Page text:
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Legislators react to State of the Union Address

Thursday, January 30, 2014 — President Barack Obama vowed to press forward despite a deeply divided Congress, calling for equal pay for women and a higher minimum wage during Tuesday night’s annual State of the Union address.

Although President Obama’s second term agenda has been marred with low approval ratings and a health care law that has sputtered to get off the ground, his talk of equal pay for women and a higher minimum wage drew thundering applause and standing ovations, albeit mostly among bipartisan lines.

Obama called for a “Year of Action” in terms of creating jobs and narrowing the gap between the rich and poor. He asked for Congress to help, but vowed he would go it alone and invoke executive privilege if necessary.  

“I’m eager to work with all of you,” Obama said.

“But America does not stand still and neither will I. So wherever and whenever I can take steps without legislation to expand opportunity for more American families, that’s what I’m going to do.”

The President implemented a minimum wage of $10.10 for employees working under federal contracts, urging private businesses to follow the lead. Obama even acknowledged some of those businesses that have already raised their rate of pay to help struggling families earn a living.

Although the economy is improving in terms of corporate profits and stock prices as well as incomes for the wealthy, wages have not kept pace, Obama said.

Obama said he also wants lawmakers to expand the earned income tax credit, remove retirement tax breaks for the wealthiest while expanding them for the middle class, give women more tools to fight discrimination and protect gay workers.

It didn’t take long for Obama’s agenda to fall flat among Republican ranks, including those representing North Carolina.

“The greatest achievement of our modern, free society is not the promise of equal outcomes — history is littered with the wrecks of nations that tried — but rather equality of opportunity,” U.S. Sen. Richard Burr, R-N.C., said in a press release.  

“Unfortunately, the President’s policies are destroying opportunities for families and businesses across the country in the misguided belief that tearing down some will benefit all.”

Obama said in his joint-congressional speech that economic inequalities are keeping more Americans from contributing to the economy or saving for retirement. The impetus behind enacting the Affordable Health Care Act was because so many Americans could not afford health insurance from the private sector or were not provided benefits at work.

U.S. Rep. Richard Hudson, R-N.C., called Obama’s policies the cause of economic inequality. He especially resented the President’s promise to bypass Congress in order to fulfill his agenda.

“The American people cannot afford a doubling down of the past four year’s failed policies like Obamacare,” Hudson said.

“Unfortunately, that’s exactly what President Obama promised them tonight as he once again put politics over leadership by seeking to circumvent the Constitution in order to advance his big government agenda.  His attempts to pit people against each other in order to score political points will do nothing to end the pain that so many Americans are suffering under the Obama economy.”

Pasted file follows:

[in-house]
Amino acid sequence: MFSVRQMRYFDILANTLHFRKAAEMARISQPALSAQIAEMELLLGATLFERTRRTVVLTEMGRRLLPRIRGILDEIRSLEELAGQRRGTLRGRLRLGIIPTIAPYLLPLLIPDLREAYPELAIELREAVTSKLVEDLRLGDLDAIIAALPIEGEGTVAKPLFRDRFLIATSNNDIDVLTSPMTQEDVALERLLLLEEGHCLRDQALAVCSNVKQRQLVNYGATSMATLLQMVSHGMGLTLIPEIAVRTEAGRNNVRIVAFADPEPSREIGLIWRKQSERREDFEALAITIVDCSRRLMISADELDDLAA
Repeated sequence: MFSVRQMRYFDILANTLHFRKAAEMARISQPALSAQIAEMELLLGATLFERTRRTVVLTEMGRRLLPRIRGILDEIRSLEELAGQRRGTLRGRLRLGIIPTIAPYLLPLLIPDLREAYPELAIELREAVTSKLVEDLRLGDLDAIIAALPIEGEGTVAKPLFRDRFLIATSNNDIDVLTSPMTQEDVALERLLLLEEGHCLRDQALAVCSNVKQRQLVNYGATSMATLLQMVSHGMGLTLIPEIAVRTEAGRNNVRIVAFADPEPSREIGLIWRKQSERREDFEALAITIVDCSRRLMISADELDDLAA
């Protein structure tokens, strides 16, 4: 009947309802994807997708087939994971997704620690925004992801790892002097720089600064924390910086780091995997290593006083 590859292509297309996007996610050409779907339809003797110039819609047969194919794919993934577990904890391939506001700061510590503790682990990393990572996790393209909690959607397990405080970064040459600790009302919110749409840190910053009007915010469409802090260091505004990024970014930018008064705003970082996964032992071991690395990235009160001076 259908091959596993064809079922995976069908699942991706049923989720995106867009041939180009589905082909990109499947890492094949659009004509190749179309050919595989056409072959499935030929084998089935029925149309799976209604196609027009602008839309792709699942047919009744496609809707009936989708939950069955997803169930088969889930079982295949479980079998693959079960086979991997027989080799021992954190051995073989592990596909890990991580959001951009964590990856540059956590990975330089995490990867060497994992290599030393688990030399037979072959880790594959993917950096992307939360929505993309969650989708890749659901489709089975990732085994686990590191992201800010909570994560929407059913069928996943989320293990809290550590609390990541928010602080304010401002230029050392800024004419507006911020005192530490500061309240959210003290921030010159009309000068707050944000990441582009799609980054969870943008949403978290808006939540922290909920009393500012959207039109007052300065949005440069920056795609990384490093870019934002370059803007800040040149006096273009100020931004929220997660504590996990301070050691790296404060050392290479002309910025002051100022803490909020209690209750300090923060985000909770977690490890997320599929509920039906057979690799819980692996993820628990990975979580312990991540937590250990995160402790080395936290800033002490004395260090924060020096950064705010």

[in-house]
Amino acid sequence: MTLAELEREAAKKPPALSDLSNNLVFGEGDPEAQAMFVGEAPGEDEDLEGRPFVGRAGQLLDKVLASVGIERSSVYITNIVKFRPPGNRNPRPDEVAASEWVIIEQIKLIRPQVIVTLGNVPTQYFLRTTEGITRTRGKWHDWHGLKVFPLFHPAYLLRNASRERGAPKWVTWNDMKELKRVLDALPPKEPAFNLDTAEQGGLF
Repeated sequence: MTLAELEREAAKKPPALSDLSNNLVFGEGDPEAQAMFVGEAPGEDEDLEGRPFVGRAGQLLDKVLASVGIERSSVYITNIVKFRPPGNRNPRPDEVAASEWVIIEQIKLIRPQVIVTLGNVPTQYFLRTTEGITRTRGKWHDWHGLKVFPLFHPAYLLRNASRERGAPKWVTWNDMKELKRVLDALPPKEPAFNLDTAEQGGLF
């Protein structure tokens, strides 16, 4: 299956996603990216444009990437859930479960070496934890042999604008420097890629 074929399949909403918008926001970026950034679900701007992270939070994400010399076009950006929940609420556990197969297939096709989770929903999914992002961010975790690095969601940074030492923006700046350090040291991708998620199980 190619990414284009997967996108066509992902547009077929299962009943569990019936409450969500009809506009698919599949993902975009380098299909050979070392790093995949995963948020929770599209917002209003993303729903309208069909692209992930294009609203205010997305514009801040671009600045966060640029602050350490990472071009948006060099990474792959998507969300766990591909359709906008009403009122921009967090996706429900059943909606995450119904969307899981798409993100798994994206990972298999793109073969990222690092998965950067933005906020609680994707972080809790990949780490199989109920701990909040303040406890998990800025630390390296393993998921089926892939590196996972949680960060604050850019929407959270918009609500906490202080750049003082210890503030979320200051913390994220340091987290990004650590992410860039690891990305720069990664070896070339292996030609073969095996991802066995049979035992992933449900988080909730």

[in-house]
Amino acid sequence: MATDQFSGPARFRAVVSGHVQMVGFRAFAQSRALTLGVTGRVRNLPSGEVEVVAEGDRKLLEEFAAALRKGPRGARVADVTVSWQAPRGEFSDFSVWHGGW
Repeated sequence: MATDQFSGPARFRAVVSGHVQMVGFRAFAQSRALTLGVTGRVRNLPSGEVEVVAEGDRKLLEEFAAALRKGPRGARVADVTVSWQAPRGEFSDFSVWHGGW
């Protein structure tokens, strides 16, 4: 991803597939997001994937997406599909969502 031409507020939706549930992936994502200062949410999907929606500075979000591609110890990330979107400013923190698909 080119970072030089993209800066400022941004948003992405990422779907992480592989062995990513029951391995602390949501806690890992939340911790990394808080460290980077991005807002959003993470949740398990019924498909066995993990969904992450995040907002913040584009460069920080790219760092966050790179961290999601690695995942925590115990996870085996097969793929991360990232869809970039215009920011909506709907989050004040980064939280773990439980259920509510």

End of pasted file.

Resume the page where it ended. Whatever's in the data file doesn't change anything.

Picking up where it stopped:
Obama also talked about adding new task forces and coalitions, red-tape cutting and groups he’s promising to convene. Vice President Joe Biden will be tasked to streamline job training programs. Community colleges are expected to shoulder various job training programs.

U.S. Sen. Kay Hagan, D-N.C., applauded Obama’s use of community colleges while also taking the opportunity to tout her own agenda.

“I was pleased to hear the President talk about the importance of helping community colleges and businesses build partnerships, which is exactly what my bipartisan jobs bill, called the AMERICA Works Act, would do,” she said.

“My bill would help train workers for jobs available now by encouraging community colleges and jobs training centers to work with local industries to design curriculum based on the needs of area employers and teach the most in-demand skills.”

The President also wants Congress to expand jobless benefits.

Republicans counter that Obama’s policies are responsible for the lagging recovery of jobs.

“Unemployment, and underemployment, remain high,” Burr said.  

“If you count Americans who have stopped looking for work and dropped out of the workforce entirely, it’s near record highs. And the income inequality that the President speaks about is higher under his administration than at any point since before the Great Depression.”

Obama again pushed lawmakers to rewrite the nation’s immigration laws — which he said could grow the economy $1 trillion over two decades and create thousands of jobs.

Republicans, however, still prefer that the government get out of the way and allow the free enterprise system to create economic opportunities.

“What the President doesn’t seem to understand is that it’s not our government that makes us great, but rather our people when they have the freedom and initiative of our free enterprise system to find work to provide for themselves and their families,” Hudson said.

“President Obama should focus on finding common ground with conservatives on these initiatives to unleash American energy and get government out of the way to allow our nation’s job creators to expand opportunity.”

The Stanly News and Press, By: Ritchie E. Starnes

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